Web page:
Wesfarmers Ltd (ASX: WES) has landed itself in a spot of bother lately, and its share price has taken a tumble.

Source: Google Finance

Source: Google Finance

As shown above, the Wesfarmers share price is down 6% in the last four days. That compares to a 0.61% increase in the S&P/ASX 200 (Index: ^AXJO) (ASX: XJO).

No doubt, some shareholders will be left wondering if now is a good time to sell out.

Is Wesfarmers Ltd a sell?

Following the announcement of impairment charges (mostly due to goodwill for the Target business), amounting to as much as $2.3 billion, announced earlier in the week, a number of prominent analysts have moved to downgrade their intrinsic value estimates of Wesfarmers’ shares.

According to Dow Jones Newswires, Morgan Stanley and Macquarie analysts cut their price targets to $39 and $42.61, respectively. Wesfarmers last traded at $40.40.

What does that mean?

It’s easy to see media headlines declaring ‘$2.3 billion in impairment charges’ and Wesfarmers’ subsequent share price falls as a cause for concern.

However, taking the time to understand the company’s announcement is vital to making a prudent investment decision. Indeed, as can be seen from the modest analyst downgrades, the charges to be incurred aren’t as meaningful as the financial media would have you believe.

Foolish takeaway

Goodwill is an accounting item which arises from acquisitions. Basically, it is the difference between the purchase price of an acquisition and its assets.

Wesfarmers’ decision to write-down or impair the goodwill associated with its Target business was a long time in the making. While — retrospectively — we can say Target was a terrible investment, Wesfarmers also bought Coles, a business which has more than earned its stripes under the Wesfarmers banner. Meanwhile, the Curragh business is in a very tough industry, so its write-downs should not have caught analysts by surprise.

In my opinion, the decision to incur these charges does not make Wesfarmers a sell, nor does the recent share price drop make it a buy.

I'm not a buyer of Wesfarmers shares today because I'm looking for other - faster growing - dividend shares to add to my portfolio, like the one The Motley Fool's expert analysts hand-picked as their best dividend share idea for 2016.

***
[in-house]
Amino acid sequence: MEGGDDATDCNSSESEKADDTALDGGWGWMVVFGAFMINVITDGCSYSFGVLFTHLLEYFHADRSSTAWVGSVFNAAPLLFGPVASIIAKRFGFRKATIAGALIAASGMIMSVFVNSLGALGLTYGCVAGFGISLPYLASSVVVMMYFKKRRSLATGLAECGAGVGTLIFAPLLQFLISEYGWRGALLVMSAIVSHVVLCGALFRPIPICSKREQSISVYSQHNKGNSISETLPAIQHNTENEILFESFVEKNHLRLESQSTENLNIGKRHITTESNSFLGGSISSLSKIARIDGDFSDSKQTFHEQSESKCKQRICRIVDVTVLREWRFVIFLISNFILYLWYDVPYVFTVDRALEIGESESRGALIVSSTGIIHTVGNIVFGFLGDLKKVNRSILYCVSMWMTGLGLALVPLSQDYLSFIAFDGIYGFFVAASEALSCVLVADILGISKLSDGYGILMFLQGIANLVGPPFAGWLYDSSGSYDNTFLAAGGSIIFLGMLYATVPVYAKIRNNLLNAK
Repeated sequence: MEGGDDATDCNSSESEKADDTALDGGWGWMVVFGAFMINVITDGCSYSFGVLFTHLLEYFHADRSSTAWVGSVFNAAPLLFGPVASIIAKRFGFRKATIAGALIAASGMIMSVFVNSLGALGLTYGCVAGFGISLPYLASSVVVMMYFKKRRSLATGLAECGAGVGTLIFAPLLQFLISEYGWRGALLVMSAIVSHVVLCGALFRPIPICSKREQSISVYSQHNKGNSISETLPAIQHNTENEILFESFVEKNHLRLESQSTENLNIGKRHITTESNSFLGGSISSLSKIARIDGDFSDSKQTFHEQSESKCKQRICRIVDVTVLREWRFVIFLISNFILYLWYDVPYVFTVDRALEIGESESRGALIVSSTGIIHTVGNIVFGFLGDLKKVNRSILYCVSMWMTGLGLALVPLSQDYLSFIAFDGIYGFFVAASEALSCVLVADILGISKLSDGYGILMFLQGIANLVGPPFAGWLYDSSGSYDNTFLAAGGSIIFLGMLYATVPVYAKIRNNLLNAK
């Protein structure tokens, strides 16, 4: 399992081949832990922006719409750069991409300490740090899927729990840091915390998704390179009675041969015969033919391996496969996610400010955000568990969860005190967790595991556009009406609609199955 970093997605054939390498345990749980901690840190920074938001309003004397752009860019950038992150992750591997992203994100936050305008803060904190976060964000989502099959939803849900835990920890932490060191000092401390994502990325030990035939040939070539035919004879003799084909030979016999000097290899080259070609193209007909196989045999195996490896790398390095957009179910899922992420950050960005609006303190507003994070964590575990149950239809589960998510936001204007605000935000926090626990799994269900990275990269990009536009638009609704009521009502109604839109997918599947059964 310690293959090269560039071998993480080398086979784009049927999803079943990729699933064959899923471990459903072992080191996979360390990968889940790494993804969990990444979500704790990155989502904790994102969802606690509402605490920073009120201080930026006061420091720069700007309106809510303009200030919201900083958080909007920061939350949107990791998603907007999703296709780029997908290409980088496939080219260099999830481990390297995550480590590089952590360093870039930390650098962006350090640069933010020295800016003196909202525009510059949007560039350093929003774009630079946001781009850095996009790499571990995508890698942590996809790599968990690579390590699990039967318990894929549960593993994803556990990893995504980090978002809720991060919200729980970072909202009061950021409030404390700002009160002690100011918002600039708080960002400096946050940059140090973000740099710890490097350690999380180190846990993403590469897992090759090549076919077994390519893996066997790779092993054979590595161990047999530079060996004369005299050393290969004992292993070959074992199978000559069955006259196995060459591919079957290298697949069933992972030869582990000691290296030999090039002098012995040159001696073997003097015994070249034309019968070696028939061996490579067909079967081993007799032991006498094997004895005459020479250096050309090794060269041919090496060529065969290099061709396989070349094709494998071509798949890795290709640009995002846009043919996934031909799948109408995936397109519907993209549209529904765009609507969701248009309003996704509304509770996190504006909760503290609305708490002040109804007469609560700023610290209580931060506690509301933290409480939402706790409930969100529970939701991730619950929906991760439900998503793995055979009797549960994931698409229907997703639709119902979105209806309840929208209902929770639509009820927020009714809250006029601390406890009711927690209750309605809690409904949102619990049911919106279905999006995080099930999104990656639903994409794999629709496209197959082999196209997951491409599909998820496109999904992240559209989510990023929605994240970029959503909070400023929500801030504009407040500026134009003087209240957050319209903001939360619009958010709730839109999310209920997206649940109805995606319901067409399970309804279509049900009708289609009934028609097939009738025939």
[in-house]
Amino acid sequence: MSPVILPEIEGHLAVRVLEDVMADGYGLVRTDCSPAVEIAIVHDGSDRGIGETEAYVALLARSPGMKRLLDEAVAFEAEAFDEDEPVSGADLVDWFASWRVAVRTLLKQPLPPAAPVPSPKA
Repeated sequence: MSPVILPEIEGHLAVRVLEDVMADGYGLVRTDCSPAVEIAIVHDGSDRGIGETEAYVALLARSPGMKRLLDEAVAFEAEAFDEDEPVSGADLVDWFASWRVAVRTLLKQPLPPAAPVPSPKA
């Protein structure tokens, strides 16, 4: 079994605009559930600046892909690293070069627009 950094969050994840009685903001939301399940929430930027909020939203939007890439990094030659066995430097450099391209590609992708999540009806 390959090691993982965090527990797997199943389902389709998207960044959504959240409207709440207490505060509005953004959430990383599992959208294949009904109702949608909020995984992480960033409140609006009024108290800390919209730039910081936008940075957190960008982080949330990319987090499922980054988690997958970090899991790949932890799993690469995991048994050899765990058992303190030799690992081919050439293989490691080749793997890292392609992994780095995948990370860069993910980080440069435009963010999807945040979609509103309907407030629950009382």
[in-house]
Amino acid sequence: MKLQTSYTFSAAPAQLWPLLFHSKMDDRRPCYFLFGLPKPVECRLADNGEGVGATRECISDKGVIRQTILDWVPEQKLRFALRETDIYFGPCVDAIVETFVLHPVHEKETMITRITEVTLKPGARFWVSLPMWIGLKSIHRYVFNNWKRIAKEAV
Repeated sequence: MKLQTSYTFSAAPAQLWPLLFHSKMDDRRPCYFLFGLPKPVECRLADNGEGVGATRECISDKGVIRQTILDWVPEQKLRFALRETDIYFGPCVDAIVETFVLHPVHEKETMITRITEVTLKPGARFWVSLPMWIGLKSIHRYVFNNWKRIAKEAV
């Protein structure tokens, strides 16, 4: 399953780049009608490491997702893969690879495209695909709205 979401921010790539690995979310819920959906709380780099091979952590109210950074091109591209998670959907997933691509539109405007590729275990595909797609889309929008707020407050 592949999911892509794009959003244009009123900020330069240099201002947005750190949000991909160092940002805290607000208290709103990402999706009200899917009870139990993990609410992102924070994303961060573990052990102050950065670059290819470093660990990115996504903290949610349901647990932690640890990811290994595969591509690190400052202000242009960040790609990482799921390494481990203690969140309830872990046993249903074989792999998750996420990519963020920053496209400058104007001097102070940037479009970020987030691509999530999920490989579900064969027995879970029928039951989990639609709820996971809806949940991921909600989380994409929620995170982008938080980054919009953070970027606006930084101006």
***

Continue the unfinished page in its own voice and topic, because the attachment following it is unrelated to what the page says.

Indeed, our resident dividend experts named their Top Dividend Share for 2016. Not only are the shares dirt cheap, the company is growing and trading on a 5.6% fully franked dividend yield. Simply click here to gain access to this comprehensive FREE investment report, including the name of this fast growing ASX dividend share. No credit card required!

HOT OFF THE PRESSES: Motley Fool’s #1 Dividend Pick for 2017!

With its shares up 155% in just the last five years, this ‘under the radar’ consumer favourite is both a hot growth stock AND our expert’s #1 dividend pick for 2017. Now we’re pulling back the curtain for you... And all you have to do to discover the name, code and a full analysis is enter your email below!

Simply enter your email now to receive your copy of our brand-new FREE report, “The Motley Fool’s Top Dividend Stock for 2017.”

By clicking this button, you agree to our Terms of Service and Privacy Policy. We will use your email address only to keep you informed about updates to our website and about other products and services we think might interest you. You can unsubscribe from Take Stock at anytime. Please refer to our https://www.fool.com.au/financial-services-guide">Financial Services Guide (FSG) for more information.

Motley Fool Contributor Owen Raszkiewicz does not have a financial interest in any company mentioned in this article. Owen welcomes -- and encourages -- your feedback on Google+, LinkedIn or you can follow him on Twitter @ASXinvest.

The Motley Fool Australia has no position in any of the stocks mentioned. We Fools may not all hold the same opinions, but we all believe that considering a diverse range of insights makes us better investors. The Motley Fool has a disclosure policy. This article contains general investment advice only (under AFSL 400691). Authorised by Bruce Jackson.